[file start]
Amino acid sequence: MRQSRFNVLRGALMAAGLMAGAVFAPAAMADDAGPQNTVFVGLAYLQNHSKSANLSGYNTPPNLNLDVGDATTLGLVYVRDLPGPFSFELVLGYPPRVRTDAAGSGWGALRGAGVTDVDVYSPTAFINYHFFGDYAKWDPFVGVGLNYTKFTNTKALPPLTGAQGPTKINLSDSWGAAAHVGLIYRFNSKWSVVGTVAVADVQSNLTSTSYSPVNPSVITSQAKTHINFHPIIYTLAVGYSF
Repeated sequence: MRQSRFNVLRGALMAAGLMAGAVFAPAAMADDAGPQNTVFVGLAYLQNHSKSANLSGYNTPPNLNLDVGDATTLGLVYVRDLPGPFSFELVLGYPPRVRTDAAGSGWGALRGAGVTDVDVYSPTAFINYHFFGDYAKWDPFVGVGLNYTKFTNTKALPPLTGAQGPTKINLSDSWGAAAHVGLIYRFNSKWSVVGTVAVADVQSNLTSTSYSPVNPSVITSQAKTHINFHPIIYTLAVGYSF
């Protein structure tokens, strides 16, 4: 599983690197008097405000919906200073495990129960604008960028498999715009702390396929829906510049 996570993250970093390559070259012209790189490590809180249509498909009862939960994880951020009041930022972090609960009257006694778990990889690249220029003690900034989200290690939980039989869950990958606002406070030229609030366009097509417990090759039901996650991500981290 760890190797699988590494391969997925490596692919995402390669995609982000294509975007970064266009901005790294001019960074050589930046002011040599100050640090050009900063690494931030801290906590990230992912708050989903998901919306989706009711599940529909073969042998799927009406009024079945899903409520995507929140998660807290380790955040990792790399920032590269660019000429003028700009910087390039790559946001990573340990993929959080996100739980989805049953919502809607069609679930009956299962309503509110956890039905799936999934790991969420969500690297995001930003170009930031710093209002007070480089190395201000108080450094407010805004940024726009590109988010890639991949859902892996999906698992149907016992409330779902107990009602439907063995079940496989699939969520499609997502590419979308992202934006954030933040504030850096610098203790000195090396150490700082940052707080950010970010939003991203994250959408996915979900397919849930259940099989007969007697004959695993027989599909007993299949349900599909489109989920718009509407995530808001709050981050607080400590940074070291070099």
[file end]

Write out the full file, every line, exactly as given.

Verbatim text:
Amino acid sequence: MRQSRFNVLRGALMAAGLMAGAVFAPAAMADDAGPQNTVFVGLAYLQNHSKSANLSGYNTPPNLNLDVGDATTLGLVYVRDLPGPFSFELVLGYPPRVRTDAAGSGWGALRGAGVTDVDVYSPTAFINYHFFGDYAKWDPFVGVGLNYTKFTNTKALPPLTGAQGPTKINLSDSWGAAAHVGLIYRFNSKWSVVGTVAVADVQSNLTSTSYSPVNPSVITSQAKTHINFHPIIYTLAVGYSF
Repeated sequence: MRQSRFNVLRGALMAAGLMAGAVFAPAAMADDAGPQNTVFVGLAYLQNHSKSANLSGYNTPPNLNLDVGDATTLGLVYVRDLPGPFSFELVLGYPPRVRTDAAGSGWGALRGAGVTDVDVYSPTAFINYHFFGDYAKWDPFVGVGLNYTKFTNTKALPPLTGAQGPTKINLSDSWGAAAHVGLIYRFNSKWSVVGTVAVADVQSNLTSTSYSPVNPSVITSQAKTHINFHPIIYTLAVGYSF
């Protein structure tokens, strides 16, 4: 599983690197008097405000919906200073495990129960604008960028498999715009702390396929829906510049 996570993250970093390559070259012209790189490590809180249509498909009862939960994880951020009041930022972090609960009257006694778990990889690249220029003690900034989200290690939980039989869950990958606002406070030229609030366009097509417990090759039901996650991500981290 760890190797699988590494391969997925490596692919995402390669995609982000294509975007970064266009901005790294001019960074050589930046002011040599100050640090050009900063690494931030801290906590990230992912708050989903998901919306989706009711599940529909073969042998799927009406009024079945899903409520995507929140998660807290380790955040990792790399920032590269660019000429003028700009910087390039790559946001990573340990993929959080996100739980989805049953919502809607069609679930009956299962309503509110956890039905799936999934790991969420969500690297995001930003170009930031710093209002007070480089190395201000108080450094407010805004940024726009590109988010890639991949859902892996999906698992149907016992409330779902107990009602439907063995079940496989699939969520499609997502590419979308992202934006954030933040504030850096610098203790000195090396150490700082940052707080950010970010939003991203994250959408996915979900397919849930259940099989007969007697004959695993027989599909007993299949349900599909489109989920718009509407995530808001709050981050607080400590940074070291070099």